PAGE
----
Cancer creates unique conversations, and that's even with the fact I've been disease-free for over four years.
I was hanging out at one of our slopitch league games a few weeks back. A guy from one of the other teams called me over towards their dugout. Don't know him super well, but I've always thought he was good people.
It was just the two of us, standing there, looking over their pile of snacks on the bench. You've heard of beer leagues? We're a beer-and-candy league.
"I've been meaning to tell you this for awhile now," he said, "but thanks for not dying.
"A lot of people die with what happened to you."
First thought: Hallmark probably doesn't have a card for that.
Second thought: Good on him for starting the conversation.
To steal a premise from my buddy Bob Mercer: cancer is one of the scariest things in the world, but it might be THE scariest word in the world.
It is a major reason why I'm taking a second crack at the Ride To Conquer Cancer, the, two-day, 220-KM bike trip from Cloverdale to just outside Seattle that occurs on Aug. 29-30. It forces dialogue. It gets me talking about being diagnosed with a Solitary Plasmacytoma in my T-2 vertebrae back in October, 2010, and about having 20 radiation sessions and about undergoing eight surgeries after my back collapsed and about spending six months in hospital learning to walk again with six rods and a bunch of screws and other shrapnel holding things together.
The Ride to Conquer is the bravest thing I've ever done. It's the runaway leader. It's the farthest thing from my comfort zone.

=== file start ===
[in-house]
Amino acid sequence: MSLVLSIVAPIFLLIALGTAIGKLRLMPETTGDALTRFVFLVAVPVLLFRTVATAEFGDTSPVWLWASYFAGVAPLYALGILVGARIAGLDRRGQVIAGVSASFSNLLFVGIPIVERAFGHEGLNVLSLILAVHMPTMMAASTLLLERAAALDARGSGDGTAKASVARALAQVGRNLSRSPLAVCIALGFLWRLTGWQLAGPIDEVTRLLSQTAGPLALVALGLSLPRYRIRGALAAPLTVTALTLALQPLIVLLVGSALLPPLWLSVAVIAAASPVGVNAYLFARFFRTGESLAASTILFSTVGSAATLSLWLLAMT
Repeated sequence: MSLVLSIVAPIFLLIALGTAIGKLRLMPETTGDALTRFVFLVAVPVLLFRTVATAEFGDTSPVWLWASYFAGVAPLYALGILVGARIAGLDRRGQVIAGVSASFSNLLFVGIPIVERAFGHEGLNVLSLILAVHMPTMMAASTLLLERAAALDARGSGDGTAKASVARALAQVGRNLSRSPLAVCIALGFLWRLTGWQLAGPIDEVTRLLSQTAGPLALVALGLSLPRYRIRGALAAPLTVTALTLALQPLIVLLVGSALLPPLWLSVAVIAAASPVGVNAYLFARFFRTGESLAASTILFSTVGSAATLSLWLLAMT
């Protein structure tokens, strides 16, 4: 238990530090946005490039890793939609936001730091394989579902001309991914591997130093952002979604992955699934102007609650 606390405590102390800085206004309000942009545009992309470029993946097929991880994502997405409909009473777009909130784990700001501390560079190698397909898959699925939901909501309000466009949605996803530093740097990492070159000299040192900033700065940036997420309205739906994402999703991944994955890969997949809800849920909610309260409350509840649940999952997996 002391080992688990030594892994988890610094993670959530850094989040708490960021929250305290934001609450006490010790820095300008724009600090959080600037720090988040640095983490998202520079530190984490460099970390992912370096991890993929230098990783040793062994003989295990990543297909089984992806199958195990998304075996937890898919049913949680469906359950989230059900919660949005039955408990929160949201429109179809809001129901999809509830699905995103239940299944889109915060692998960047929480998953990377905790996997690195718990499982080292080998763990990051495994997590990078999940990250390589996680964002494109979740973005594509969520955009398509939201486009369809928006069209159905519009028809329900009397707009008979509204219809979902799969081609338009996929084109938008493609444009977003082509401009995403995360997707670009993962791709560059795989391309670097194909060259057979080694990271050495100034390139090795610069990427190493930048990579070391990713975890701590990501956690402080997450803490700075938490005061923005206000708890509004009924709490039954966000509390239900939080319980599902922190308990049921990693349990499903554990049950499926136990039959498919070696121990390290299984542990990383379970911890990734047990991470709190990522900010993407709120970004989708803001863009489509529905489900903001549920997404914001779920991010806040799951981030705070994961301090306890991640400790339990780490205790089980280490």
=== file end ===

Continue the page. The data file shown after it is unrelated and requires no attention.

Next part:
I don't WANT to bike to Seattle. My bike especially doesn't want me to bike to Seattle. (Former junior hockey player turned ALS advocate Don McCusker offered to donate money to my bike seat.)
I WANT to eat pizza and sit on the couch and watch the WWE channel.
I NEED to do the Ride. I need to start those conversations. I need people to know if you're going to get sick and it's cancer in particular, B.C. is the place for it to happen.
The medical attention we received from beginning to end was next level. It was like my own all-star team. The system is messy. It's bogged down by red tape. The give-a-damn of the worker bees in it, though, is amazing and frankly quite inspirational.
This is why we do this. But it hasn't been simple.
I had lost so much balance from the operations and the hospital stay that my wife Carol-Ann and I weren't even sure if I could ride a bike at all when we bought one in the preparations to take part in last year's event.
We could sell it, I thought. It would have to go at a severely reduced price from all the scratches that I'm bound to get from crashing, I rationalized, but we could sell this.
Carol-Ann was well aware that the whole process scared me out of my freaking mind and if I had an out, like I was having trouble riding and had not bought a bike, I was going to bail on the whole process.
I still remember my first trip around the block. Carol-Ann demanded that she come with me, walking alongside. I balked. I won out. Barely.
Our Ride team coaxed and cajoled me into doing about 150 kilometres of the event last year. This winter, I connected with a trainer, a guy named Derek Baker. With his help, we've dropped a few pounds, and I hope to have less trouble peddling my way across the border and beyond this time.
If you're interested, we're having a fundraiser for the Ride tomorrow night at the Earls on Fir Street in Vancouver. For more info on that, check out our Facebook site.
For more on the Ride and my own personal donation page, check out here.